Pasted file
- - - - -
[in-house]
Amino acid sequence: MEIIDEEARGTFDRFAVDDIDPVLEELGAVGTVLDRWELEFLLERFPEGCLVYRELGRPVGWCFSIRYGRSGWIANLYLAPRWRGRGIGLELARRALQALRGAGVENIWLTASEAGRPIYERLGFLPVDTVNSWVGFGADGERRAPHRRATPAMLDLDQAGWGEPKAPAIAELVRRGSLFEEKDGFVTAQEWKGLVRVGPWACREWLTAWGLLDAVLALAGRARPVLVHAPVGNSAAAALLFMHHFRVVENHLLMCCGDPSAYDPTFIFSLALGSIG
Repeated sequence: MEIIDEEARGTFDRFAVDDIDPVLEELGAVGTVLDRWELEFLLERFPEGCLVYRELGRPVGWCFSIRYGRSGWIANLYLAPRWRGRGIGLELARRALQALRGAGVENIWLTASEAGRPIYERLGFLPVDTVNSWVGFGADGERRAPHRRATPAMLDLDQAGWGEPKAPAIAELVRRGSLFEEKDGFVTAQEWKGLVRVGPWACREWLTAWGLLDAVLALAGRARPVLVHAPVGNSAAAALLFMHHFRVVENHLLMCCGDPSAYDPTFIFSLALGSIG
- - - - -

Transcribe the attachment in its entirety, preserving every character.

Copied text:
[in-house]
Amino acid sequence: MEIIDEEARGTFDRFAVDDIDPVLEELGAVGTVLDRWELEFLLERFPEGCLVYRELGRPVGWCFSIRYGRSGWIANLYLAPRWRGRGIGLELARRALQALRGAGVENIWLTASEAGRPIYERLGFLPVDTVNSWVGFGADGERRAPHRRATPAMLDLDQAGWGEPKAPAIAELVRRGSLFEEKDGFVTAQEWKGLVRVGPWACREWLTAWGLLDAVLALAGRARPVLVHAPVGNSAAAALLFMHHFRVVENHLLMCCGDPSAYDPTFIFSLALGSIG
Repeated sequence: MEIIDEEARGTFDRFAVDDIDPVLEELGAVGTVLDRWELEFLLERFPEGCLVYRELGRPVGWCFSIRYGRSGWIANLYLAPRWRGRGIGLELARRALQALRGAGVENIWLTASEAGRPIYERLGFLPVDTVNSWVGFGADGERRAPHRRATPAMLDLDQAGWGEPKAPAIAELVRRGSLFEEKDGFVTAQEWKGLVRVGPWACREWLTAWGLLDAVLALAGRARPVLVHAPVGNSAAAALLFMHHFRVVENHLLMCCGDPSAYDPTFIFSLALGSIG